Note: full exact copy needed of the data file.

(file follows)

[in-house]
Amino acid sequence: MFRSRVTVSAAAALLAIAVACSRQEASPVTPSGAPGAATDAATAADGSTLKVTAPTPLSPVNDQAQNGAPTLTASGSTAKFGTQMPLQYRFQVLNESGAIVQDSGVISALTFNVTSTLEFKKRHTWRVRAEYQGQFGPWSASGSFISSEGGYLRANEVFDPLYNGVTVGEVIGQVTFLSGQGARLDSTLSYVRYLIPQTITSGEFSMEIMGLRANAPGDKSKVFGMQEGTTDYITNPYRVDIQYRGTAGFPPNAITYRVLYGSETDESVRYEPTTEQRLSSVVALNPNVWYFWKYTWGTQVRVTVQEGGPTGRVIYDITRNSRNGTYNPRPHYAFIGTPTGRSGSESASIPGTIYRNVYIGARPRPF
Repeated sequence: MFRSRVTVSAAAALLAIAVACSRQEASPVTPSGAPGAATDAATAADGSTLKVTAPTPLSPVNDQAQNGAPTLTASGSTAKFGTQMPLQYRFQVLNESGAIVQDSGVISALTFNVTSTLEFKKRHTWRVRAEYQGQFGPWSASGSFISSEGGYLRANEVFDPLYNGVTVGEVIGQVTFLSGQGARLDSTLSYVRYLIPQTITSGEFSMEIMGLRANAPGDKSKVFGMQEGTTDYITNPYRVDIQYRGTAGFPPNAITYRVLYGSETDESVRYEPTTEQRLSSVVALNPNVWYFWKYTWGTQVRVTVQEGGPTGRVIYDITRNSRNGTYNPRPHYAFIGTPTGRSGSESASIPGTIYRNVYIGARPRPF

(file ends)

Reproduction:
[in-house]
Amino acid sequence: MFRSRVTVSAAAALLAIAVACSRQEASPVTPSGAPGAATDAATAADGSTLKVTAPTPLSPVNDQAQNGAPTLTASGSTAKFGTQMPLQYRFQVLNESGAIVQDSGVISALTFNVTSTLEFKKRHTWRVRAEYQGQFGPWSASGSFISSEGGYLRANEVFDPLYNGVTVGEVIGQVTFLSGQGARLDSTLSYVRYLIPQTITSGEFSMEIMGLRANAPGDKSKVFGMQEGTTDYITNPYRVDIQYRGTAGFPPNAITYRVLYGSETDESVRYEPTTEQRLSSVVALNPNVWYFWKYTWGTQVRVTVQEGGPTGRVIYDITRNSRNGTYNPRPHYAFIGTPTGRSGSESASIPGTIYRNVYIGARPRPF
Repeated sequence: MFRSRVTVSAAAALLAIAVACSRQEASPVTPSGAPGAATDAATAADGSTLKVTAPTPLSPVNDQAQNGAPTLTASGSTAKFGTQMPLQYRFQVLNESGAIVQDSGVISALTFNVTSTLEFKKRHTWRVRAEYQGQFGPWSASGSFISSEGGYLRANEVFDPLYNGVTVGEVIGQVTFLSGQGARLDSTLSYVRYLIPQTITSGEFSMEIMGLRANAPGDKSKVFGMQEGTTDYITNPYRVDIQYRGTAGFPPNAITYRVLYGSETDESVRYEPTTEQRLSSVVALNPNVWYFWKYTWGTQVRVTVQEGGPTGRVIYDITRNSRNGTYNPRPHYAFIGTPTGRSGSESASIPGTIYRNVYIGARPRPF